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Georgia University studying cotton disease in Georgia

10
Jul '19
Pic: University of Georgia
Pic: University of Georgia
Scientists from the University of Georgia College of Agricultural and Environmental Scientists have undertaken research to understand the epidemiology of cotton leaf roll dwarf virus (CLRDV) in Georgia with a $75,000 grant by the Georgia Cotton Commission and Cotton Incorporated. CLRDV causes cotton blue disease (CBD), which reduces yields up to 80 per cent.

Symptoms of cotton blue disease include leaf curling and reddening and drooping leaves. The Georgia Cotton Commission contributed $25,000 and Cotton Incorporated provided the remaining $50,000 for the grant. The objectives of research include identifying alternate and overwintering hosts of the virus and the aphid vectors, understanding the disease development and symptomatology on cotton, understanding the role of aphids as vectors on disease spread, and developing economical and precise detection tools.

“This research will help us generate knowledge about the virus and its spread, symptomatology, host range, vectors dynamics and the associated yield loss,” said Sudeep Bag, an assistant professor on the UGA Tifton campus who specialises in crop virology. “This will further assist us in developing management practices to mitigate the disease.”

Bag, along with other members of the UGA Cotton team — breeder Peng Chee, agronomist Mark Freeman, plant pathologist Bob Kemerait, entomologist Phillip Roberts and agronomist Jared Whitaker — are collaborating with UGA Cooperative Extension agents across Georgia to gauge the severity of the spread of the disease in the state.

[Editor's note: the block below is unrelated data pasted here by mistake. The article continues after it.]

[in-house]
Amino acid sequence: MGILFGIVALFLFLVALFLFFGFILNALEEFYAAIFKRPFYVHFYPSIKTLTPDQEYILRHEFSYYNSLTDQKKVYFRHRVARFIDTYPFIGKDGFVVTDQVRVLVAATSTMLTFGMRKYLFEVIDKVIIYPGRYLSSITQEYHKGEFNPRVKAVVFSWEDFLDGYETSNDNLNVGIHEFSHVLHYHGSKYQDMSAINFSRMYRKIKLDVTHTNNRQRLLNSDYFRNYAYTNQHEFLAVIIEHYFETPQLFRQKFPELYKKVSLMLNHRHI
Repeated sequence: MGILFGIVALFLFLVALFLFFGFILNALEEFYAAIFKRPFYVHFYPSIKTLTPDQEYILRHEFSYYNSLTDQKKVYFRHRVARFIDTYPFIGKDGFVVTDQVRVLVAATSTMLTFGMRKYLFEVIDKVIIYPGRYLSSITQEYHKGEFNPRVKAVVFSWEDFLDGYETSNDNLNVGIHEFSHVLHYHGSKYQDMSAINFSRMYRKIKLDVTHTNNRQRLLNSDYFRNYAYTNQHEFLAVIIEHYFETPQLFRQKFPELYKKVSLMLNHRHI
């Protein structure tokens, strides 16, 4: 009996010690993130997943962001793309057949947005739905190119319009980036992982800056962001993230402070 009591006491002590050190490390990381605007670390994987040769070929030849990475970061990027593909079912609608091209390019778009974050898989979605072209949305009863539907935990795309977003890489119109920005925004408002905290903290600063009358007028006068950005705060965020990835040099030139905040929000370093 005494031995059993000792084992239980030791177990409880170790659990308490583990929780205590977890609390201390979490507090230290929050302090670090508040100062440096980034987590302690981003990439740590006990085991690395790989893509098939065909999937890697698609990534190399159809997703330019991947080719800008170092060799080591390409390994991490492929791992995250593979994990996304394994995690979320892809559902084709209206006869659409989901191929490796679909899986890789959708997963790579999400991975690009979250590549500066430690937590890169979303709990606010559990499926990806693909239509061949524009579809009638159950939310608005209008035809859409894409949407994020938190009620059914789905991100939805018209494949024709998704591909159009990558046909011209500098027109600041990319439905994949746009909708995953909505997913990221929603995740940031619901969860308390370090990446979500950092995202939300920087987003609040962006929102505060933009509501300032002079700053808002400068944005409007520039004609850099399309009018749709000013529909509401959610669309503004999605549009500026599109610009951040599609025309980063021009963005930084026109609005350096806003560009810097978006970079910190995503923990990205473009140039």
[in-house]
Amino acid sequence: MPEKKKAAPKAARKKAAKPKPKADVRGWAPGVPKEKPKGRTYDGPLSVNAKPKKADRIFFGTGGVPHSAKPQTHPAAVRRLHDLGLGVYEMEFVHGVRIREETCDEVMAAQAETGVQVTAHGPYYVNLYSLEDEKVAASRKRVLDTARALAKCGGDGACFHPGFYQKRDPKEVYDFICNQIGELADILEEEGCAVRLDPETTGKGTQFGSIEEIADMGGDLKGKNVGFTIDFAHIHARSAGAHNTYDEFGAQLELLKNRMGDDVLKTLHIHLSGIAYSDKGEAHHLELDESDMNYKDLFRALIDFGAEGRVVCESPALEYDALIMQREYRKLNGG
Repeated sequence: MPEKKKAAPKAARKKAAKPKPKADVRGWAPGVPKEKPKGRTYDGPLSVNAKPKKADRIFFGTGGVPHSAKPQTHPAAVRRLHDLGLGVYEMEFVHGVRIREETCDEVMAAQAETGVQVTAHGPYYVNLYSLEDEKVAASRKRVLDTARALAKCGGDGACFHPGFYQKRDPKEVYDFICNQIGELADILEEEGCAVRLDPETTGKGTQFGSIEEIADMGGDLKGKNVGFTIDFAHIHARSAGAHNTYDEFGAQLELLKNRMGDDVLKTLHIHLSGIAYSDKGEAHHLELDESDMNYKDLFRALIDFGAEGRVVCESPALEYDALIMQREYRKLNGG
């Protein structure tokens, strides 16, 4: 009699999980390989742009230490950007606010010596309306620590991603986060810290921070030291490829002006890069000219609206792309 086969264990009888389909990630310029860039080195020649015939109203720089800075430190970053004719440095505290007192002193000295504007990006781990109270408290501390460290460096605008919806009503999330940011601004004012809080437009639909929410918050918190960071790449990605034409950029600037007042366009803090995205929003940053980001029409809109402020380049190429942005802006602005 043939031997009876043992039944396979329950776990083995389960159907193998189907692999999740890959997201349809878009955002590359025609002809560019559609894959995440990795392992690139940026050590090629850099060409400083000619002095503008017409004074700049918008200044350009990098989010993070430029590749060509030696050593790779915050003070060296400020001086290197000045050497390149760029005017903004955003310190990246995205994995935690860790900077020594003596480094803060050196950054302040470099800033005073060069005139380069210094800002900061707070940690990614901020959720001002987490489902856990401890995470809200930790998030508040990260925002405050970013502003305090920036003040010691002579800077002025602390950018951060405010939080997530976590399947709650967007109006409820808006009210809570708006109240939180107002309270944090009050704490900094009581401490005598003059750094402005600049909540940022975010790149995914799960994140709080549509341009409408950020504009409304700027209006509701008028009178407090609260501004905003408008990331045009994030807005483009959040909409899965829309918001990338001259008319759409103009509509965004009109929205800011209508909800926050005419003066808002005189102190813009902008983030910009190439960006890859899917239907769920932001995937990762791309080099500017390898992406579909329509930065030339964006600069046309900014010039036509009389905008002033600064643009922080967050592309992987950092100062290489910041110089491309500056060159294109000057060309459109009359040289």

In fall 2018, the virus was detected in cotton fields in 14 Georgia counties, including Baker, Ben Hill, Bulloch, Crisp, Colquitt, Dodge, Dooly, Early, Pulaski, Seminole, Sumner, Terrell, Tift and Webster.

“We are in the very early stages of understanding the disease in the US. In the last six to eight months, we have made significant headway in understanding the genomic composition of different isolates from Georgia,” Bag said.

In spring 2019, Bag and his UGA colleagues detected the virus in cotton stalks and regrowth. It was also found in weeds such as henbit and perennial peanut. These could potentially act as a reservoir for the virus and the aphid vector. The detection of the virus from these hosts raises further questions about the current cultural practices of conservation tillage for growing cotton, as these plants can potentially maintain the virus throughout the winter.

“It is extremely important to be highly proactive in studying the disease since there is a lack of basic understanding of the virus and the disease. The team is working on different objectives to generate as much information as possible about the disease,” said Bag.

CLRDV is a single-stranded, positive-sense RNA virus that affects the phloem cells of the plants and is transmitted by cotton aphids. The virus is taken up by aphids during feeding and then deposited into other plants the next time the aphid feeds. The aphid can carry the disease for its whole life, allowing it to infect multiple plants. CLRDV is considered one of the most damaging viruses in cultivated cotton and is the first RNA virus on cotton reported to cause crop loss in the US.

“With no resistant cultivars currently available against the virus on cultivated cotton, and the lack of knowledge on the transmission and epidemiology of the disease, the virus is a serious threat to the cotton industry in the USA,” Bag said. (SV)

Fibre2Fashion News Desk – India


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